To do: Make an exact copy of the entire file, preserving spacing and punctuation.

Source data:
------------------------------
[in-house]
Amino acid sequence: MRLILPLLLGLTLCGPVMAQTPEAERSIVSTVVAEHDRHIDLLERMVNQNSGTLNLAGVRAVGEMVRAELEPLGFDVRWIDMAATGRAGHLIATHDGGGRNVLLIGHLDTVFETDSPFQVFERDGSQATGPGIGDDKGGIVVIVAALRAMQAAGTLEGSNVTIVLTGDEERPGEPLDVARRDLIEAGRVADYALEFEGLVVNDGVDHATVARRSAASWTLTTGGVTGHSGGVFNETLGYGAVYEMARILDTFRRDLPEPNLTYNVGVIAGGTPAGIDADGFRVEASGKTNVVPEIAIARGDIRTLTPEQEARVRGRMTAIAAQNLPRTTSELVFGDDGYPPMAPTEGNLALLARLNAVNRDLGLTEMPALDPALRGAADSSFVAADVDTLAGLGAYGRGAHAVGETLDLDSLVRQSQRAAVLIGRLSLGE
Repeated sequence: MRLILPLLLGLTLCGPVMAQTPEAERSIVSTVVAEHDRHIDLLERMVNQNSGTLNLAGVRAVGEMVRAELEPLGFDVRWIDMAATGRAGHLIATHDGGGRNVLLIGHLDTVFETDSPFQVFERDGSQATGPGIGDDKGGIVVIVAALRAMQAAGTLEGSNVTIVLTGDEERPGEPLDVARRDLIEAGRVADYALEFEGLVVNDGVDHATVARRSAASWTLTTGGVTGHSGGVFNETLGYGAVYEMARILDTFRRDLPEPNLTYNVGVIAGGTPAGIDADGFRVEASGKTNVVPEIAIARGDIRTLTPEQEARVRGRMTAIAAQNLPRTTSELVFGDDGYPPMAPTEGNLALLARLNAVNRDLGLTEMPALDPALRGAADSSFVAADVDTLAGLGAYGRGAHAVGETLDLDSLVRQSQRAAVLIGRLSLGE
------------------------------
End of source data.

[in-house]
Amino acid sequence: MRLILPLLLGLTLCGPVMAQTPEAERSIVSTVVAEHDRHIDLLERMVNQNSGTLNLAGVRAVGEMVRAELEPLGFDVRWIDMAATGRAGHLIATHDGGGRNVLLIGHLDTVFETDSPFQVFERDGSQATGPGIGDDKGGIVVIVAALRAMQAAGTLEGSNVTIVLTGDEERPGEPLDVARRDLIEAGRVADYALEFEGLVVNDGVDHATVARRSAASWTLTTGGVTGHSGGVFNETLGYGAVYEMARILDTFRRDLPEPNLTYNVGVIAGGTPAGIDADGFRVEASGKTNVVPEIAIARGDIRTLTPEQEARVRGRMTAIAAQNLPRTTSELVFGDDGYPPMAPTEGNLALLARLNAVNRDLGLTEMPALDPALRGAADSSFVAADVDTLAGLGAYGRGAHAVGETLDLDSLVRQSQRAAVLIGRLSLGE
Repeated sequence: MRLILPLLLGLTLCGPVMAQTPEAERSIVSTVVAEHDRHIDLLERMVNQNSGTLNLAGVRAVGEMVRAELEPLGFDVRWIDMAATGRAGHLIATHDGGGRNVLLIGHLDTVFETDSPFQVFERDGSQATGPGIGDDKGGIVVIVAALRAMQAAGTLEGSNVTIVLTGDEERPGEPLDVARRDLIEAGRVADYALEFEGLVVNDGVDHATVARRSAASWTLTTGGVTGHSGGVFNETLGYGAVYEMARILDTFRRDLPEPNLTYNVGVIAGGTPAGIDADGFRVEASGKTNVVPEIAIARGDIRTLTPEQEARVRGRMTAIAAQNLPRTTSELVFGDDGYPPMAPTEGNLALLARLNAVNRDLGLTEMPALDPALRGAADSSFVAADVDTLAGLGAYGRGAHAVGETLDLDSLVRQSQRAAVLIGRLSLGE